In 1992, local photographer Lance Mercer was hired by Pearl Jam to go on the road as tour photographer. Through 1995, everywhere Pearl Jam went, Mercer followed, snapping photos of the band backstage, in hotel rooms, and in clubs and amphitheaters worldwide. Now, he has compiled the best of those energetic shots in a visually stunning book, 5x1: Pearl Jam Through the Eye of Lance Mercer. After three years of getting the book's details just right, 5x1 was finally released last month.
Lance Mercer will be signing and selling copies of 5x1 at Glazer's Camera, 430 Eighth Ave. N., 624-1100, www.glazerscamera.com. 1 p.m. Sat., Dec. 9.
Seattle Weekly: One of the things that struck me about this book is the design. Not only is the photo reproduction pristine, but the layout is very imaginative. Can you tell me how the design concept came about?
Lance Mercer: When I first started thinking about the book, I had this idea of making it like a school yearbook. Regan Hagar was a person that I have known for years from the scene, and he had been bugging me to do a book, so he was the obvious choice for the person to design it. I explained to him the yearbook. I wanted the book to feel personal—little things like the fact it's small enough to carry around with you, no dust sleeve, raw edges—these are all to give it that yearbook feel.
In the beginning, I had no idea what images to use. I became frustrated and just handed all my contact sheets and slides to Regan and said, "You choose. . . . " It turned out to be a great move. He found images I didn't even know I had.
From there, we spent the next three years going through thousands of images to end up with the 180 that are in the book. I'm really happy with the way it turned out, and I'm still finding nice design elements that Regan carefully thought out.
There is a theme of constant motion running through the photos. During those years, did it feel like you were ever home?
Not really, but I was living a dream, and I was lucky enough to be on tour, so I figured I could always make up for lost sleep later. It's not very often opportunities come around like that. I was able to do the two things I love the most, photography and live music . . . go figure.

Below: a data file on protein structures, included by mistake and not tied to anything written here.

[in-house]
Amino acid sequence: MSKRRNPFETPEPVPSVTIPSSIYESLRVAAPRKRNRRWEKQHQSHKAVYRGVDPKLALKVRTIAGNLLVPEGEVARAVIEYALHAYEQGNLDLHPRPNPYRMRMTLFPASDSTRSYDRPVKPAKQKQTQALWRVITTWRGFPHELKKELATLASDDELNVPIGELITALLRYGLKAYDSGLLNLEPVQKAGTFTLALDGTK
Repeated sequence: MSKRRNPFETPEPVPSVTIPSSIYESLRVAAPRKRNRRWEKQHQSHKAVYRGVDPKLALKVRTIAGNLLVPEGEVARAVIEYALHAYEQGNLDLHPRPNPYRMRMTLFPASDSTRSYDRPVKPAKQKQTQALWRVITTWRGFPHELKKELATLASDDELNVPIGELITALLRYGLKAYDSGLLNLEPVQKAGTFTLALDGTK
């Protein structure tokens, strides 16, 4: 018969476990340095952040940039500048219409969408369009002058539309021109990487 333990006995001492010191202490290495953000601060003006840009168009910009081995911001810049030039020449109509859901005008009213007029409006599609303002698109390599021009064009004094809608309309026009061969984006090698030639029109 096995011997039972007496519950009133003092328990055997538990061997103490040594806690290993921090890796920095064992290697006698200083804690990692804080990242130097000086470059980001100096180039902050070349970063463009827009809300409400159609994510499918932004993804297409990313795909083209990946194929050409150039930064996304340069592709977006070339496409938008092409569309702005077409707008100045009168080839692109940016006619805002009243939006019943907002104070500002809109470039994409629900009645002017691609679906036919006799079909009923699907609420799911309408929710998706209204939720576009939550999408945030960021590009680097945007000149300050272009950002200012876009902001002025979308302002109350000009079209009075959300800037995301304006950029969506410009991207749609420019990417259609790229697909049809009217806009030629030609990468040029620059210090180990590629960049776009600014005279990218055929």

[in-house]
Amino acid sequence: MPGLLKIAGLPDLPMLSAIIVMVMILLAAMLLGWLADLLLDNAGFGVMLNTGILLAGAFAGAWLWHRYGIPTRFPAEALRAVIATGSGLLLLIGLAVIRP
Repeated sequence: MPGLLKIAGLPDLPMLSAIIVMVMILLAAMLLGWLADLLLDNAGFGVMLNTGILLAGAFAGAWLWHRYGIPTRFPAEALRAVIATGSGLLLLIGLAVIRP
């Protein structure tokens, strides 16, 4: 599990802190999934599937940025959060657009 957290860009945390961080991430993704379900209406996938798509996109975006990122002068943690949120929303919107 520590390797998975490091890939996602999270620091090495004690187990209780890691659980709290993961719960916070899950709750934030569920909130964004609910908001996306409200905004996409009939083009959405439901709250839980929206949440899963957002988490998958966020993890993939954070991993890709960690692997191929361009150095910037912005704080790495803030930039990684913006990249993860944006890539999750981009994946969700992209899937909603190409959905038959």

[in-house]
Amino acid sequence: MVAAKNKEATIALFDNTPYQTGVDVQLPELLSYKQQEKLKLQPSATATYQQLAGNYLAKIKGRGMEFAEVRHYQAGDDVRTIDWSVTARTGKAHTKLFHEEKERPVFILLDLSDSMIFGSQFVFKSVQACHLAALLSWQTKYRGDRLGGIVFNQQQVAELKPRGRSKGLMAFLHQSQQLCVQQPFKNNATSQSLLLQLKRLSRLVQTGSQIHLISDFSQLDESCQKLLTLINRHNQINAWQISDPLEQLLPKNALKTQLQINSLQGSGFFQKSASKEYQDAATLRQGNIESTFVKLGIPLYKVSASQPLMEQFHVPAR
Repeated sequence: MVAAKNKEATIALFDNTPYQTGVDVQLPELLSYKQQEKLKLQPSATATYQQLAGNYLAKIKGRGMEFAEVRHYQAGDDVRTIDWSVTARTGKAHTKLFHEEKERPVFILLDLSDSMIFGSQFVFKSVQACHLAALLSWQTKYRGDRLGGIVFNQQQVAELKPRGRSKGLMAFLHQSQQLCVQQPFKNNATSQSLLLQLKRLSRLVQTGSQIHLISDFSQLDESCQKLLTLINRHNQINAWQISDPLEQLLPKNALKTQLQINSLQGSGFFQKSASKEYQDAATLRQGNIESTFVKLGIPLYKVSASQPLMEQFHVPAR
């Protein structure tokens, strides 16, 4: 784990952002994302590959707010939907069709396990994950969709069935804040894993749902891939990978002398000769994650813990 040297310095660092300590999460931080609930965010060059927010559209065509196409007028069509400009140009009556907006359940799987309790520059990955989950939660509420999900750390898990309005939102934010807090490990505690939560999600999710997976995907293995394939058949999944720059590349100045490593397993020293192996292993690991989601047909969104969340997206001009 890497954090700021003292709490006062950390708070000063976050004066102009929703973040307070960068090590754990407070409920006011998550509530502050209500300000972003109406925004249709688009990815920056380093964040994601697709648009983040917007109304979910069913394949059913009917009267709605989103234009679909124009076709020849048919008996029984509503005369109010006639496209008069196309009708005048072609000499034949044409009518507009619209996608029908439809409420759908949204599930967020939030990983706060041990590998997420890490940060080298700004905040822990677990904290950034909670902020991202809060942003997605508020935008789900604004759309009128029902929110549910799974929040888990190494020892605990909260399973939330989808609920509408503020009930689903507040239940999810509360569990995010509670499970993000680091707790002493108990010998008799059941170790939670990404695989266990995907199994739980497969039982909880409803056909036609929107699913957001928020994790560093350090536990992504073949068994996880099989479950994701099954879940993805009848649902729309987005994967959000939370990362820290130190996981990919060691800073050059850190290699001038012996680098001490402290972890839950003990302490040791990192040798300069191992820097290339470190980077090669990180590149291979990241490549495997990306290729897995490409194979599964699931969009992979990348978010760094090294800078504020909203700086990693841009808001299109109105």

I'm guessing you were only in your mid- to late 20s when Pearl Jam hired you. Were you prepared at all for this type of job?
How do you know I wasn't still a teenager? Yeah, you're right, mid-20s. I wasn't prepared at all, but I didn't tell them that. As far as they knew, I was a pro. The first tour, I thought I brought the right equipment, at least what I was used to, shooting them up to that point in clubs. Then when I got to San Francisco, the stage was huge! So I knew I needed bigger lenses, but also it forced me to shoot behind the scenes more and get in closer. I learned as I went, and I still am.
In the photos, we see the Pearl Jammers go from grunge stars to internationally acclaimed rock icons. Was it weird for you, having known Jeff Ament and Stone Gossard from the Love Bone days, to witness their rise to fame so quickly?
I think it was strange for all of us, but it made for great photos. There were times where I noticed them having more people around that I didn't know. The family grew, but they became wary of people's motives, including mine to some extent. But I was also able to gain notoriety as a photographer through their success. Some of the photographs I include in the book are behind that wall that gets put up when bands gain success quickly. I was trying to show both sides.
Because everyone thinks of Charles Peterson as "the grunge photographer," will you state, for the record, when you started shooting and the names of the bands you were working with in the late '80s and early '90s?
I know he loves that moniker . . . as much as I love being Pearl Jam's "official" photographer. But yes, I was shooting in the early '80s; bands like the Fastbacks, the Fartz, Malfunkshun, many others. I just hung out and took my trusty Pentax K1000 everywhere. I also documented a lot of my friends hanging out. It's what I did and just recently I started bringing my camera around again. It's who I am, a photographer.